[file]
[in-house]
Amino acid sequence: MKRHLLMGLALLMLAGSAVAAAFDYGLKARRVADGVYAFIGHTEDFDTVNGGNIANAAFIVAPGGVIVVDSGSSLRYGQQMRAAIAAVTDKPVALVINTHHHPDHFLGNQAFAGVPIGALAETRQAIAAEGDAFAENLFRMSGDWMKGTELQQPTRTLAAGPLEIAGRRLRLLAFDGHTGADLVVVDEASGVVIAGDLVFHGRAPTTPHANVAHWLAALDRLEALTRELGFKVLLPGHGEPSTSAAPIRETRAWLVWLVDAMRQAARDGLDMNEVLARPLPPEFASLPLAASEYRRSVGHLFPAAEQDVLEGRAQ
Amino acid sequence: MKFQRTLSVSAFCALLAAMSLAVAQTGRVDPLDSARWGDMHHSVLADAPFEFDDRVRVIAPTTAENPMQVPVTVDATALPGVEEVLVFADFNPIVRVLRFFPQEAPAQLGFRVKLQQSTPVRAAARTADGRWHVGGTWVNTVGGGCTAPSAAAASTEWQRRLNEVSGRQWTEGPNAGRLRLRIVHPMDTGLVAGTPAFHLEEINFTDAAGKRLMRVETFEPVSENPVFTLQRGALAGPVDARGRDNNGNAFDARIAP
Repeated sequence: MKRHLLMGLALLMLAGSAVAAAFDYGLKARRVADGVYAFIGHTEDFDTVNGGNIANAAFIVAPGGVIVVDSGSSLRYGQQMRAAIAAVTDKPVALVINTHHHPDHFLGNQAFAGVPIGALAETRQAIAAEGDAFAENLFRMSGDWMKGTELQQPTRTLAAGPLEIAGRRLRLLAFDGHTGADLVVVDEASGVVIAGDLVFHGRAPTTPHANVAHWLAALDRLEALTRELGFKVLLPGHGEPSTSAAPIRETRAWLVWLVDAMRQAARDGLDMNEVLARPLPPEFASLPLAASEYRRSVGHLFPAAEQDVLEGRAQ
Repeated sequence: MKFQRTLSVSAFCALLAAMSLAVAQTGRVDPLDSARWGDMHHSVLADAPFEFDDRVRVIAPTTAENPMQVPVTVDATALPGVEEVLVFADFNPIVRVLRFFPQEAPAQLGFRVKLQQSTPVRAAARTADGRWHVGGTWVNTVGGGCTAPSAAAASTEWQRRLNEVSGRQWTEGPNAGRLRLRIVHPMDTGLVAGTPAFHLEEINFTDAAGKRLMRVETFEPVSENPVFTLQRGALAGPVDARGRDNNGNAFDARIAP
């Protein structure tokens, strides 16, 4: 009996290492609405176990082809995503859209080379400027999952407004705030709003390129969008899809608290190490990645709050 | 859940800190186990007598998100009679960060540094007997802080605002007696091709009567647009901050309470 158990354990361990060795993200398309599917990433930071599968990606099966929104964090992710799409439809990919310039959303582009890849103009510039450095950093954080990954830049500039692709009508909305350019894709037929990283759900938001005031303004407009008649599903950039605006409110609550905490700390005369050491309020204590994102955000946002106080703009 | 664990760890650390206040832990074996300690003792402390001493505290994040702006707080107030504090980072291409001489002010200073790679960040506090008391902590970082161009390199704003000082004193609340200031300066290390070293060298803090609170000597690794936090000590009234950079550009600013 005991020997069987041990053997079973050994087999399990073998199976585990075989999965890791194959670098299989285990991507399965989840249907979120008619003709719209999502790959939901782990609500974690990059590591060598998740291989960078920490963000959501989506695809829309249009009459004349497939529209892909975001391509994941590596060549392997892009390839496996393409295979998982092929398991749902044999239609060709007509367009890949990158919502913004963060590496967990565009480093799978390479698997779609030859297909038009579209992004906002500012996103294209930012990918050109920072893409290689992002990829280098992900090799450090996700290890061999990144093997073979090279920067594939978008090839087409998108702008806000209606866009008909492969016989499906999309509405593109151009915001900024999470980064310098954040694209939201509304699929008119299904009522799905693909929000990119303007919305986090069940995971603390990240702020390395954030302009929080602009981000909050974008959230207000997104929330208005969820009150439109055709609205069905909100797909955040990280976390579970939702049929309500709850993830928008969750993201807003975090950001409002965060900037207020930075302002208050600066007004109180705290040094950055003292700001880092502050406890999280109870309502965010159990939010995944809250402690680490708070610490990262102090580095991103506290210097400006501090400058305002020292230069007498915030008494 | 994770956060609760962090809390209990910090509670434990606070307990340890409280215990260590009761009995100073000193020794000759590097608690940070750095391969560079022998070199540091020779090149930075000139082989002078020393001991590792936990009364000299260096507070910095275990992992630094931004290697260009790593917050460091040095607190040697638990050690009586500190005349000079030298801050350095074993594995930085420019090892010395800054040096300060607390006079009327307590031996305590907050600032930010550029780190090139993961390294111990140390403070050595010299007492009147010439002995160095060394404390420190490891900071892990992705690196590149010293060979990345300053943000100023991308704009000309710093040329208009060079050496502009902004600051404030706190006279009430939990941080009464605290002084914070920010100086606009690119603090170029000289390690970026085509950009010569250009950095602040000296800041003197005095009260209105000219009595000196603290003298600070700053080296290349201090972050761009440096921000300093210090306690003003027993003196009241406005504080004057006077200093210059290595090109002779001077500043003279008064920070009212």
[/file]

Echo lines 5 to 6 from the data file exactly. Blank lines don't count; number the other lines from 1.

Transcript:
Repeated sequence: MKFQRTLSVSAFCALLAAMSLAVAQTGRVDPLDSARWGDMHHSVLADAPFEFDDRVRVIAPTTAENPMQVPVTVDATALPGVEEVLVFADFNPIVRVLRFFPQEAPAQLGFRVKLQQSTPVRAAARTADGRWHVGGTWVNTVGGGCTAPSAAAASTEWQRRLNEVSGRQWTEGPNAGRLRLRIVHPMDTGLVAGTPAFHLEEINFTDAAGKRLMRVETFEPVSENPVFTLQRGALAGPVDARGRDNNGNAFDARIAP
């Protein structure tokens, strides 16, 4: 009996290492609405176990082809995503859209080379400027999952407004705030709003390129969008899809608290190490990645709050 | 859940800190186990007598998100009679960060540094007997802080605002007696091709009567647009901050309470 158990354990361990060795993200398309599917990433930071599968990606099966929104964090992710799409439809990919310039959303582009890849103009510039450095950093954080990954830049500039692709009508909305350019894709037929990283759900938001005031303004407009008649599903950039605006409110609550905490700390005369050491309020204590994102955000946002106080703009 | 664990760890650390206040832990074996300690003792402390001493505290994040702006707080107030504090980072291409001489002010200073790679960040506090008391902590970082161009390199704003000082004193609340200031300066290390070293060298803090609170000597690794936090000590009234950079550009600013 005991020997069987041990053997079973050994087999399990073998199976585990075989999965890791194959670098299989285990991507399965989840249907979120008619003709719209999502790959939901782990609500974690990059590591060598998740291989960078920490963000959501989506695809829309249009009459004349497939529209892909975001391509994941590596060549392997892009390839496996393409295979998982092929398991749902044999239609060709007509367009890949990158919502913004963060590496967990565009480093799978390479698997779609030859297909038009579209992004906002500012996103294209930012990918050109920072893409290689992002990829280098992900090799450090996700290890061999990144093997073979090279920067594939978008090839087409998108702008806000209606866009008909492969016989499906999309509405593109151009915001900024999470980064310098954040694209939201509304699929008119299904009522799905693909929000990119303007919305986090069940995971603390990240702020390395954030302009929080602009981000909050974008959230207000997104929330208005969820009150439109055709609205069905909100797909955040990280976390579970939702049929309500709850993830928008969750993201807003975090950001409002965060900037207020930075302002208050600066007004109180705290040094950055003292700001880092502050406890999280109870309502965010159990939010995944809250402690680490708070610490990262102090580095991103506290210097400006501090400058305002020292230069007498915030008494 | 994770956060609760962090809390209990910090509670434990606070307990340890409280215990260590009761009995100073000193020794000759590097608690940070750095391969560079022998070199540091020779090149930075000139082989002078020393001991590792936990009364000299260096507070910095275990992992630094931004290697260009790593917050460091040095607190040697638990050690009586500190005349000079030298801050350095074993594995930085420019090892010395800054040096300060607390006079009327307590031996305590907050600032930010550029780190090139993961390294111990140390403070050595010299007492009147010439002995160095060394404390420190490891900071892990992705690196590149010293060979990345300053943000100023991308704009000309710093040329208009060079050496502009902004600051404030706190006279009430939990941080009464605290002084914070920010100086606009690119603090170029000289390690970026085509950009010569250009950095602040000296800041003197005095009260209105000219009595000196603290003298600070700053080296290349201090972050761009440096921000300093210090306690003003027993003196009241406005504080004057006077200093210059290595090109002779001077500043003279008064920070009212």